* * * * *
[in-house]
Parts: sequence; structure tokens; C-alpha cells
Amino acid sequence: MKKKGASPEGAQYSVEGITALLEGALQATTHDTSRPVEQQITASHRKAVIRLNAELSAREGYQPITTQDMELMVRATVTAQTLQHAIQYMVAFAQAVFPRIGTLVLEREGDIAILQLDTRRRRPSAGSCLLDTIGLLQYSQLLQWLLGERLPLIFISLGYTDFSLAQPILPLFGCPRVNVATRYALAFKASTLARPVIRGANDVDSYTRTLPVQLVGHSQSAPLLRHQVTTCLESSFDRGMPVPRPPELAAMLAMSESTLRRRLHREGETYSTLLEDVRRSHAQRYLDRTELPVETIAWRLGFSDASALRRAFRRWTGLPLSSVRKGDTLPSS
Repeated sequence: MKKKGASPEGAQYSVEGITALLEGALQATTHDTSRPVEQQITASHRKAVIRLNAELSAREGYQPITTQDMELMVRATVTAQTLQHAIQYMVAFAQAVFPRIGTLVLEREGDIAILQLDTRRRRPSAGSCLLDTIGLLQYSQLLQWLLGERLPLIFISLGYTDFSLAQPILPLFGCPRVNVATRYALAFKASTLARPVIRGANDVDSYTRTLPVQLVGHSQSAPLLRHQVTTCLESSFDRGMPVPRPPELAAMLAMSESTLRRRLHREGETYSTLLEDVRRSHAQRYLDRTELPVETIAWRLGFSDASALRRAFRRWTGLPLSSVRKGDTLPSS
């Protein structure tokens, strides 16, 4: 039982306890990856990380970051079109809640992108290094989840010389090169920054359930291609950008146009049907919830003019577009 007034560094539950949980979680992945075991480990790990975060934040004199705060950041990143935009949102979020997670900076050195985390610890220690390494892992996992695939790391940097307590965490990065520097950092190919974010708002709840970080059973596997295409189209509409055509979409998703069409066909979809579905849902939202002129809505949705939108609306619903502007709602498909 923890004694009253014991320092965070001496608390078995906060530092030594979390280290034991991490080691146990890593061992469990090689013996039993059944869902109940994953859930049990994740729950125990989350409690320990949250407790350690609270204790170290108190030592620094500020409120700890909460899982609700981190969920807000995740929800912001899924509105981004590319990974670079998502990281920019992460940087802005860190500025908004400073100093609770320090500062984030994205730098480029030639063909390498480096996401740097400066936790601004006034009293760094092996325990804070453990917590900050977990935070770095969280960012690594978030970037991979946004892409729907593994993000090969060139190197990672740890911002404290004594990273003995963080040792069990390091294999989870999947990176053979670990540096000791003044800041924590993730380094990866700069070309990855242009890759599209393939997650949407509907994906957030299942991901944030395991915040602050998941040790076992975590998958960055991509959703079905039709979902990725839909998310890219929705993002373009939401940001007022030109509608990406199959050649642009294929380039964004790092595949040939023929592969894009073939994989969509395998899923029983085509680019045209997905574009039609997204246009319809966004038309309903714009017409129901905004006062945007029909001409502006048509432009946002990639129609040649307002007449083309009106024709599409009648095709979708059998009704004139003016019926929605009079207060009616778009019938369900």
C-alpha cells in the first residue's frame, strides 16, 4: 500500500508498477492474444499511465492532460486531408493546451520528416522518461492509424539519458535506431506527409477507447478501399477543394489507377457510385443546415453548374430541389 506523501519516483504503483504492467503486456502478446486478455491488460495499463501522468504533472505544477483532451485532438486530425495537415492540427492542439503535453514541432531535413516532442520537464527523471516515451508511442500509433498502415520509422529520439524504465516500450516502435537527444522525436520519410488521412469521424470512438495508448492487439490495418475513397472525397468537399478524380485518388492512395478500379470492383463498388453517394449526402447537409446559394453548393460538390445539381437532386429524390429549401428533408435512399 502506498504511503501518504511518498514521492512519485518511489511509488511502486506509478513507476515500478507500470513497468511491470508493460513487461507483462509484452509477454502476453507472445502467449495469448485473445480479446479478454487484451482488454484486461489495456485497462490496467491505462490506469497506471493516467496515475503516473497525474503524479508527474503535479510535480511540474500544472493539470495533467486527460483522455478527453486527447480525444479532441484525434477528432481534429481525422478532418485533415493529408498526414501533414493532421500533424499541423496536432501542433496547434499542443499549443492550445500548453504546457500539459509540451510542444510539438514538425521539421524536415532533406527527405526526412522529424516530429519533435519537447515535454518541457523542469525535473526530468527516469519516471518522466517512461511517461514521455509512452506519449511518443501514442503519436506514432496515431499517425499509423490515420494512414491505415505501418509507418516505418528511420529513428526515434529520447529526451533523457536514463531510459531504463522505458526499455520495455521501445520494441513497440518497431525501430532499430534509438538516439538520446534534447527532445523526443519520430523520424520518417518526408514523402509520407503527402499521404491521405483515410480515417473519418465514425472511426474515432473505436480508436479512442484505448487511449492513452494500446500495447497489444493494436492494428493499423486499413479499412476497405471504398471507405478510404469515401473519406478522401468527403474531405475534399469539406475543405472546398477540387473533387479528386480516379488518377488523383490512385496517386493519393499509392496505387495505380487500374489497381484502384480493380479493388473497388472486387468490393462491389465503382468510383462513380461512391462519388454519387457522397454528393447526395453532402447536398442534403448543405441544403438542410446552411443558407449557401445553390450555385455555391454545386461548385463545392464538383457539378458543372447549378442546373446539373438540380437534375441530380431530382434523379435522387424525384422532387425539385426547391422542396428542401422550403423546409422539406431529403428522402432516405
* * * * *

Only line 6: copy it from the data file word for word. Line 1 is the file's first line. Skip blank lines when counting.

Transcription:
C-alpha cells in the first residue's frame, strides 16, 4: 500500500508498477492474444499511465492532460486531408493546451520528416522518461492509424539519458535506431506527409477507447478501399477543394489507377457510385443546415453548374430541389 506523501519516483504503483504492467503486456502478446486478455491488460495499463501522468504533472505544477483532451485532438486530425495537415492540427492542439503535453514541432531535413516532442520537464527523471516515451508511442500509433498502415520509422529520439524504465516500450516502435537527444522525436520519410488521412469521424470512438495508448492487439490495418475513397472525397468537399478524380485518388492512395478500379470492383463498388453517394449526402447537409446559394453548393460538390445539381437532386429524390429549401428533408435512399 502506498504511503501518504511518498514521492512519485518511489511509488511502486506509478513507476515500478507500470513497468511491470508493460513487461507483462509484452509477454502476453507472445502467449495469448485473445480479446479478454487484451482488454484486461489495456485497462490496467491505462490506469497506471493516467496515475503516473497525474503524479508527474503535479510535480511540474500544472493539470495533467486527460483522455478527453486527447480525444479532441484525434477528432481534429481525422478532418485533415493529408498526414501533414493532421500533424499541423496536432501542433496547434499542443499549443492550445500548453504546457500539459509540451510542444510539438514538425521539421524536415532533406527527405526526412522529424516530429519533435519537447515535454518541457523542469525535473526530468527516469519516471518522466517512461511517461514521455509512452506519449511518443501514442503519436506514432496515431499517425499509423490515420494512414491505415505501418509507418516505418528511420529513428526515434529520447529526451533523457536514463531510459531504463522505458526499455520495455521501445520494441513497440518497431525501430532499430534509438538516439538520446534534447527532445523526443519520430523520424520518417518526408514523402509520407503527402499521404491521405483515410480515417473519418465514425472511426474515432473505436480508436479512442484505448487511449492513452494500446500495447497489444493494436492494428493499423486499413479499412476497405471504398471507405478510404469515401473519406478522401468527403474531405475534399469539406475543405472546398477540387473533387479528386480516379488518377488523383490512385496517386493519393499509392496505387495505380487500374489497381484502384480493380479493388473497388472486387468490393462491389465503382468510383462513380461512391462519388454519387457522397454528393447526395453532402447536398442534403448543405441544403438542410446552411443558407449557401445553390450555385455555391454545386461548385463545392464538383457539378458543372447549378442546373446539373438540380437534375441530380431530382434523379435522387424525384422532387425539385426547391422542396428542401422550403423546409422539406431529403428522402432516405